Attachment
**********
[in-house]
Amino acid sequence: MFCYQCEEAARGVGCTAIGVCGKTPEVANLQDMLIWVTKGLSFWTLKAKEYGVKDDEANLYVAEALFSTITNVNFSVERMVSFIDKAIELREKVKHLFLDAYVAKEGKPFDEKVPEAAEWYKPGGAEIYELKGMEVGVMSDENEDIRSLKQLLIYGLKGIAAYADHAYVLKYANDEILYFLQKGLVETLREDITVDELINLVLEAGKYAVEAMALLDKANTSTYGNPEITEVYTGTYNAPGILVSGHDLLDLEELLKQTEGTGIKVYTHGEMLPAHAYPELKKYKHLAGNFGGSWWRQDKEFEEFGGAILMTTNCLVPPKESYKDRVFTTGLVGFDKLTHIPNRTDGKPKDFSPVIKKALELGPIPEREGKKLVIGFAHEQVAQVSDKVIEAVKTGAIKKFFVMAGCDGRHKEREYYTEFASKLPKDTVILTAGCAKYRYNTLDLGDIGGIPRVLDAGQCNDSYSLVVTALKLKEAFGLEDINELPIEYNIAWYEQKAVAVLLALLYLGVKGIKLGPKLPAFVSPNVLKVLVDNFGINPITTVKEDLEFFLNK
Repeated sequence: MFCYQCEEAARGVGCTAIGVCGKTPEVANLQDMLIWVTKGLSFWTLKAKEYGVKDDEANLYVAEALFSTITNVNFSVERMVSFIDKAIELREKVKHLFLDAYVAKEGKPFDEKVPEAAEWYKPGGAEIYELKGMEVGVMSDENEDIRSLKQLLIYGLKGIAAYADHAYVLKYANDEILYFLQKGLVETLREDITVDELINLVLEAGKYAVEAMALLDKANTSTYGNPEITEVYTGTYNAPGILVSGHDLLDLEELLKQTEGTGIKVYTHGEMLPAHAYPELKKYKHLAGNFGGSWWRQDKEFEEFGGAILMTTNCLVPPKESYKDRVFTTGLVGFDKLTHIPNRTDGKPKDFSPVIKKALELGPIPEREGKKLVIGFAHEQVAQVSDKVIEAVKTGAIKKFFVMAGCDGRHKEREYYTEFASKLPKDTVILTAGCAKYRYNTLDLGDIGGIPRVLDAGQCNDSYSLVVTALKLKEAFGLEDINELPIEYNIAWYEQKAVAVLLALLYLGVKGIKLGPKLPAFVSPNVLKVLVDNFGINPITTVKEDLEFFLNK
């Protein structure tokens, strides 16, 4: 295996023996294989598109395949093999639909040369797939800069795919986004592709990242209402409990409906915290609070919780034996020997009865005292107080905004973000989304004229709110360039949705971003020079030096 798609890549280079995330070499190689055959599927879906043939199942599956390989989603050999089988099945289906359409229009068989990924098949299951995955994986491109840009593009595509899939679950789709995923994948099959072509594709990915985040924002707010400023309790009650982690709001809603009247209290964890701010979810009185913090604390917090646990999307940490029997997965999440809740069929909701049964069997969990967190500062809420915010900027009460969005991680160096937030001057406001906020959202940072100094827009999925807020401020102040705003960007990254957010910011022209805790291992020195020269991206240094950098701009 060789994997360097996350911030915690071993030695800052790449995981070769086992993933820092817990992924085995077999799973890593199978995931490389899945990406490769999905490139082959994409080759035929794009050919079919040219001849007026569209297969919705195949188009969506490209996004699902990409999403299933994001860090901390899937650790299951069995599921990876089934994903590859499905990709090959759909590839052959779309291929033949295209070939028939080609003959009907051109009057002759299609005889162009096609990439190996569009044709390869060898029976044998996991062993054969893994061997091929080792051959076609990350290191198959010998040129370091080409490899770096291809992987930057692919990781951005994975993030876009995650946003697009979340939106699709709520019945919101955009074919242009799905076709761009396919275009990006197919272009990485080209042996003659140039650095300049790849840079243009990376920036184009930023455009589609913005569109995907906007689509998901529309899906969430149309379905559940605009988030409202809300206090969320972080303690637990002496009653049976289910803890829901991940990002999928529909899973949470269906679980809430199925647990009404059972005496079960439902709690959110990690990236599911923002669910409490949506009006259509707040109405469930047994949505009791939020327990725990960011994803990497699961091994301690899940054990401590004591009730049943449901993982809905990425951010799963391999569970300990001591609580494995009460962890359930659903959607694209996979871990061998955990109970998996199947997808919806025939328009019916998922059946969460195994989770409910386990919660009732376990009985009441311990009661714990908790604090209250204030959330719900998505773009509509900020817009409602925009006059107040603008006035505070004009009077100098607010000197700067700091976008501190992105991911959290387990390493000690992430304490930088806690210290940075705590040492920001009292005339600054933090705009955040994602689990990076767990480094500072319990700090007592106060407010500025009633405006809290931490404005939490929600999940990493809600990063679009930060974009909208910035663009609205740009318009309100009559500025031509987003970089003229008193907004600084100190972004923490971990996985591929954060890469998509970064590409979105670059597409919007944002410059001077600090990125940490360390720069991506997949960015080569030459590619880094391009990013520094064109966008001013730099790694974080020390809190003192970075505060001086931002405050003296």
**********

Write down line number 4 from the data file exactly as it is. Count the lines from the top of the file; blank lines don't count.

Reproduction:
């Protein structure tokens, strides 16, 4: 295996023996294989598109395949093999639909040369797939800069795919986004592709990242209402409990409906915290609070919780034996020997009865005292107080905004973000989304004229709110360039949705971003020079030096 798609890549280079995330070499190689055959599927879906043939199942599956390989989603050999089988099945289906359409229009068989990924098949299951995955994986491109840009593009595509899939679950789709995923994948099959072509594709990915985040924002707010400023309790009650982690709001809603009247209290964890701010979810009185913090604390917090646990999307940490029997997965999440809740069929909701049964069997969990967190500062809420915010900027009460969005991680160096937030001057406001906020959202940072100094827009999925807020401020102040705003960007990254957010910011022209805790291992020195020269991206240094950098701009 060789994997360097996350911030915690071993030695800052790449995981070769086992993933820092817990992924085995077999799973890593199978995931490389899945990406490769999905490139082959994409080759035929794009050919079919040219001849007026569209297969919705195949188009969506490209996004699902990409999403299933994001860090901390899937650790299951069995599921990876089934994903590859499905990709090959759909590839052959779309291929033949295209070939028939080609003959009907051109009057002759299609005889162009096609990439190996569009044709390869060898029976044998996991062993054969893994061997091929080792051959076609990350290191198959010998040129370091080409490899770096291809992987930057692919990781951005994975993030876009995650946003697009979340939106699709709520019945919101955009074919242009799905076709761009396919275009990006197919272009990485080209042996003659140039650095300049790849840079243009990376920036184009930023455009589609913005569109995907906007689509998901529309899906969430149309379905559940605009988030409202809300206090969320972080303690637990002496009653049976289910803890829901991940990002999928529909899973949470269906679980809430199925647990009404059972005496079960439902709690959110990690990236599911923002669910409490949506009006259509707040109405469930047994949505009791939020327990725990960011994803990497699961091994301690899940054990401590004591009730049943449901993982809905990425951010799963391999569970300990001591609580494995009460962890359930659903959607694209996979871990061998955990109970998996199947997808919806025939328009019916998922059946969460195994989770409910386990919660009732376990009985009441311990009661714990908790604090209250204030959330719900998505773009509509900020817009409602925009006059107040603008006035505070004009009077100098607010000197700067700091976008501190992105991911959290387990390493000690992430304490930088806690210290940075705590040492920001009292005339600054933090705009955040994602689990990076767990480094500072319990700090007592106060407010500025009633405006809290931490404005939490929600999940990493809600990063679009930060974009909208910035663009609205740009318009309100009559500025031509987003970089003229008193907004600084100190972004923490971990996985591929954060890469998509970064590409979105670059597409919007944002410059001077600090990125940490360390720069991506997949960015080569030459590619880094391009990013520094064109966008001013730099790694974080020390809190003192970075505060001086931002405050003296």